BERKELEY, Calif., Aug. 6, 2013 — Combining Fourier transform infrared (FTIR) spectroscopy with computed tomography creates a non-destructive, 3-D imaging technique providing full-color, molecular-level chemical information of unprecedented detail on biological and other samples with no need to stain or alter the specimens.
The work is a collaboration between researchers at Lawrence Berkeley National Laboratory and the University of Wisconsin-Milwaukee (UWM).
Spectromicrotomographic images of a human hair show absorptions of protein (red) and phospholipid (blue-green). Center, the medulla is observed to have little protein. Bottom, the medulla has higher concentrations of phospholipids.
“The notion of having the colors in a 3-D reconstructed image being tied to real chemistry is powerful,” said Berkeley Lab’s infrared imaging expert Michael C. Martin, co-author of a paper describing the research. “We’ve all seen pretty 3-D renderings of medical scans with colors — for example, bone-colored bones — but that’s simply an artistic choice. Now we can spectrally identify the specific types of minerals within a piece of bone and assign a color to each type within the 3-D reconstructed image.”
IR spectroscopy can be used to identify the chemical constituents of a sample, and the application of the Fourier transform algorithm allows all IR fingerprints to be simultaneously recorded. Along with physicist Carol J. Hirschmugl, director of the Laboratory for Dynamics and Structure at Surfaces and a principal investigator with UWM’s Synchrotron Radiation Center (SRC), Martin and colleagues combined FTIR with computed tomography, the technique for reconstructing 3-D images out of multiple cross-sectional slices, to achieve what is believed to be the first demonstration of FTIR spectromicrotomography.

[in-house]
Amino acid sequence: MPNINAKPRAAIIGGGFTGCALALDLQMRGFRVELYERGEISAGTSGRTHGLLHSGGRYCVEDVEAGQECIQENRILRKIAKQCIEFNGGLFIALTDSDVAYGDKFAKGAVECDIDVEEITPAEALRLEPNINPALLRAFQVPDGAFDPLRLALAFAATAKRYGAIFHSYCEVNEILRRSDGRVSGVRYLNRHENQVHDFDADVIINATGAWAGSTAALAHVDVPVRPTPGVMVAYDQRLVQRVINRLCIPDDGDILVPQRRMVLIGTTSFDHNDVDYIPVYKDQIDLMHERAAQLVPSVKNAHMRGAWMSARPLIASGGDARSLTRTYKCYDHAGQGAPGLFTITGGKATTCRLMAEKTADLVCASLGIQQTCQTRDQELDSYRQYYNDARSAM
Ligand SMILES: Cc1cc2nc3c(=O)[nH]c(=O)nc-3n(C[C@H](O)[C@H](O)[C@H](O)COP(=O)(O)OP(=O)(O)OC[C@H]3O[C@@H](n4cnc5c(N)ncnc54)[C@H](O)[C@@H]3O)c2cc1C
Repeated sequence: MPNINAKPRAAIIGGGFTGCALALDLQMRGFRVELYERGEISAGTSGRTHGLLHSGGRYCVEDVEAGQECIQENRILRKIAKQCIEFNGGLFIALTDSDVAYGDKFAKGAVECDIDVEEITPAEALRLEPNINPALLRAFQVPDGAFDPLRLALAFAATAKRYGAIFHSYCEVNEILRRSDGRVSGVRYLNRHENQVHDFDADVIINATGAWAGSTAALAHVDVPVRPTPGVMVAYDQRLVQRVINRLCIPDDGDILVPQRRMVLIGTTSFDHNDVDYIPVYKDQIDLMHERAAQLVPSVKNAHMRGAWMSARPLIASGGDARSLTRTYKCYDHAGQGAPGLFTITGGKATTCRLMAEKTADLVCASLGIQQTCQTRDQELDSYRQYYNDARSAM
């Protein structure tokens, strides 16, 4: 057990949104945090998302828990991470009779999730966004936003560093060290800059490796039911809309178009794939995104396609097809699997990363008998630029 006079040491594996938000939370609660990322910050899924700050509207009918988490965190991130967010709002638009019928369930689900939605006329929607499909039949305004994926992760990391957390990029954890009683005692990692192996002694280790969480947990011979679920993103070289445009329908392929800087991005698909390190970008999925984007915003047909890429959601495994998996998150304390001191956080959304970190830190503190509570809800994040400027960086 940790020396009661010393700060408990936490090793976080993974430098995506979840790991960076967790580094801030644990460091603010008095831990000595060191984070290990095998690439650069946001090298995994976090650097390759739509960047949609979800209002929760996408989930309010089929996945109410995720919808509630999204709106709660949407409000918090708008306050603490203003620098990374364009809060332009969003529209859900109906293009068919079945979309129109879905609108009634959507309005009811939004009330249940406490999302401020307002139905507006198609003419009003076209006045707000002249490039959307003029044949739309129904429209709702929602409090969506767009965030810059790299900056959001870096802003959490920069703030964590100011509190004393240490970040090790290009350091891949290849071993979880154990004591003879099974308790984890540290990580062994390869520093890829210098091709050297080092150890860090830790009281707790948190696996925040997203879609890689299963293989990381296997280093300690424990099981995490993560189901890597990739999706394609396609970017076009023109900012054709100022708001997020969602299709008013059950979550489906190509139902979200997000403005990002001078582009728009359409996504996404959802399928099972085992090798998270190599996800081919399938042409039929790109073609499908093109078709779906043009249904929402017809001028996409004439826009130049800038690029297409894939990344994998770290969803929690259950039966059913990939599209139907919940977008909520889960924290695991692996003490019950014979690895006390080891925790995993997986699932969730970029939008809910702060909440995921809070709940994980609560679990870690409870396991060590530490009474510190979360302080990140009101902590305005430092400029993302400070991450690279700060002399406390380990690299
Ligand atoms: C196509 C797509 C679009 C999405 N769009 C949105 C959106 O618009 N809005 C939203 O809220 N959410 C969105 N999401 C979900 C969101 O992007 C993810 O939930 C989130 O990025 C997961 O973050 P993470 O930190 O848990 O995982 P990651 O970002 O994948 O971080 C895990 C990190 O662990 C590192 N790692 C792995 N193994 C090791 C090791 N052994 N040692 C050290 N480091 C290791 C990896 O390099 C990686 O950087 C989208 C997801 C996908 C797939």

Michael Martin at Berkeley Lab’s Advanced Light Source. Courtesy of Roy Kaltschmidt, Berkeley Lab.
The success of FTIR spectromicrotomography was enabled by the speed with which 2-D FTIR images could be obtained at the SRC’s Infrared Environmental Imaging (IRENI) beamline. Hundreds of 2-D spectral images were obtained as a sample was rotated in front of an IR microscope. For each wavelength, a full 3-D representation of the sample was reconstructed from computed tomography algorithms into a complete spectrum for every voxel.
The researchers applied the technique to obtain 3-D images of the molecular architecture of the cell walls in a flowering plant — zinnia — and in a woody plant — poplar.
Carol Hirschmugl at the University of Wisconsin’s Synchrotron Radiation Center.
FTIR spectromicrotomography is expected to be used in biomedical imaging, biofuel development, agriculture and even art history, where, according to Martin, different layers of paint on a painting could be revealed.
The findings were reported in Nature Methods
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